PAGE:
The holidays are a wonderful time of year to get together with friends and family, eat lots of yummy food, decorate our homes, exchange gifts and celebrate the year ahead. Sounds totally idyllic, right? But, the truth is, if you are anything like me, the holidays can also feel extremely overwhelming. I don't know if it is the change in seasons, the sun setting earlier making my day feel that much shorter, running around buying presents for everyone I know, or overindulging on all those delicious holiday meals; but I quickly become very aware of the toll it takes on my mind and my body. I feel more fatigued, more anxious, old physical symptoms start acting up and my emotional state becomes much more sensitive.
From all the years of living with chronic illness, and the knowledge I've picked up along the way since becoming a health coach, I know just how important it is to maintain balance in my life at all times, but that it's especially important during times in my life that I feel inundated with to-do lists, get-togethers, juggling schedules, etc. For me, the holiday season is definitely one of those times that my body immediately picks up on all the outer (and inner) stressors, and craves support and stability.
Here are a few of the things that I put on top of my to-do list, to help me maintain balance (and sanity!) during the holiday season:
1) "Me-time." I'm a huge advocate for self-care. It's a game changer for me. Most of us run around thinking of everything we need to do for everyone, that we forget about the most important person in our lives-ourselves. If we aren't caring for ourselves, how can we properly care for anyone else? I make sure to set aside time (even if I have to set a reminder on my phone) to ground myself. Somedays, that means allowing extra time to meditate or nap, taking a long walk, watching a sappy movie with my husband, or catching up with a old friend. Really, whatever allows me to feel like I can take a breather and re-energize my body and soul.
2) Take extra care of my home. And, by home, I mean my body. It is the place I will always live and I am solely responsible for how well (or how poorly) it functions. So why is it so easy to let self-care fall short? I continually remind myself that physical activity is important for not only my overall health, but for reducing those feelings of anxiety and depression. If I don't have time to hit the treadmill because I was holiday shopping, I take a few extra laps around the mall. I also opt to take the stairs rather than the elevator when ever possible. My husband, step-daughter and I were even recently talking about going sledding or ice-skating to make it fun for everyone. Whatever it takes to keep our bodies moving.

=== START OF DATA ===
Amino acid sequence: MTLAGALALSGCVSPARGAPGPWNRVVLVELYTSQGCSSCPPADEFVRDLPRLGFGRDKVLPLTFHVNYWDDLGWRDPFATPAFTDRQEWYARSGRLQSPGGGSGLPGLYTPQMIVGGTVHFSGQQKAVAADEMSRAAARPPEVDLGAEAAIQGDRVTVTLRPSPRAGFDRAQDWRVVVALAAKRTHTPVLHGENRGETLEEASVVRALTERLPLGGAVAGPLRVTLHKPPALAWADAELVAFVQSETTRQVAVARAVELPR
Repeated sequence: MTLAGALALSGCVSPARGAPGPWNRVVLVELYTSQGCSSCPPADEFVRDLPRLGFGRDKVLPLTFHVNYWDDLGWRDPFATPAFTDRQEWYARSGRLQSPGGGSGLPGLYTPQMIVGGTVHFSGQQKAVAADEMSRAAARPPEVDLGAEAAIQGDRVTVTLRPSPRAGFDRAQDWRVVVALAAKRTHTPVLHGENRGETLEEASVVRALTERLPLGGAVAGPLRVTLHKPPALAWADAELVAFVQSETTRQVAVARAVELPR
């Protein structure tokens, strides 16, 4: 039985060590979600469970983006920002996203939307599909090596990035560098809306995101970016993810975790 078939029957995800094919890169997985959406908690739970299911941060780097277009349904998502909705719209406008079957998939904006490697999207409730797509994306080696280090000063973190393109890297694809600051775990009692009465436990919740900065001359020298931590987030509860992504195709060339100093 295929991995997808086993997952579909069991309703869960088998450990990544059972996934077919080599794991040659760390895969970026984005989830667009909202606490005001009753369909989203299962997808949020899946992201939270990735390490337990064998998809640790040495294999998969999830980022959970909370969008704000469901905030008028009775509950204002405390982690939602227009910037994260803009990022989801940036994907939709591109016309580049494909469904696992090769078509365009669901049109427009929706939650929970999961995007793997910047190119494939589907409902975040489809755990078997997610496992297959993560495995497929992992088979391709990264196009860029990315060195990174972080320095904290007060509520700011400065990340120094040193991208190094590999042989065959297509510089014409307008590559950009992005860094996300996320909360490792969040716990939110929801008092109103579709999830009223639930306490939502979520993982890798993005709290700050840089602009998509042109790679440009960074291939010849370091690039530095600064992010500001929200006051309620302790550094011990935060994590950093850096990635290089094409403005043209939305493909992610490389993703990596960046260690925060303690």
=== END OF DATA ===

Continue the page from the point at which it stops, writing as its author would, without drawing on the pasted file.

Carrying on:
3) Eat grounding foods. Grounding ourselves is a way to keep our energy connected to the earth. There are several foods that create this effect in both body and spirit. I like to incorporate root vegetables such as beets, parsnips, carrots and butternut squash into our meals. We also love dark leafy greens, grown close to the ground, such as kale and collard greens. Snacking on nuts, and adding Celtic sea salt to meals also creates this effect. Everyone has different preferences, so it is helpful to play around and see what works best for our bodies.
4) Hydrate. I feel like I am constantly telling my loved ones that they need to drink more water. Daily hydration (regardless of time of year) is vitally important to our overall health. And, like I tell my 16 year-old, "Don't think you are fooling your body when you suddenly realize at 8pm that you haven't had any water so you start chugging a few glasses." As a gauge, I drink half of my body weight in ounces in water. For example, if you weigh 128 lbs, you would drink 64 oz (or 8 glasses) through out the day. I carry a 16-oz water bottle with rubber bands on it. Every time I fill the water bottle, I remove a rubber band. It helps me stay aware of how much I drink and to keep on schedule.
5) Ask for help. I know, this one may be the hardest step of all. It is human nature to lean on and support our loved ones-yet asking for it can feel extremely difficult. It took me a long time to get to the point of being able to ask for help, rather than resent someone for not being able to read my mind and know exactly what I needed with out me telling them. As soon as I stopped being afraid to ask for help when I felt overwhelmed, I was able to notice how quickly that feeling of being out-of-control, turned into feeling calmer and more balanced.
6)Practice gratitude. Yup, I'm a gratitude girl. I have a gratitude jar in our home that we all slip post-its in when we are feeling grateful. Every night before bed I lay with my hand on my chest and go over every single thing about that day that I am feeling grateful for-starting with the fact that I woke up. The more we are grateful for all we have, the more we attract into our lives. Taking time each day, no matter how crazy I may feel, and reflecting upon all the things, big and small, that I've experienced literally turns my mood right around.
These are the things that personally help me to get through stressful times in my life. Yours may look slightly different. The most important thing I've learned is to listen to that inner voice inside ourselves that is always trying to tell us what it needs. We just need to remember to take the time to listen.
Wishing you all the happiest of holidays and a very healthy new year!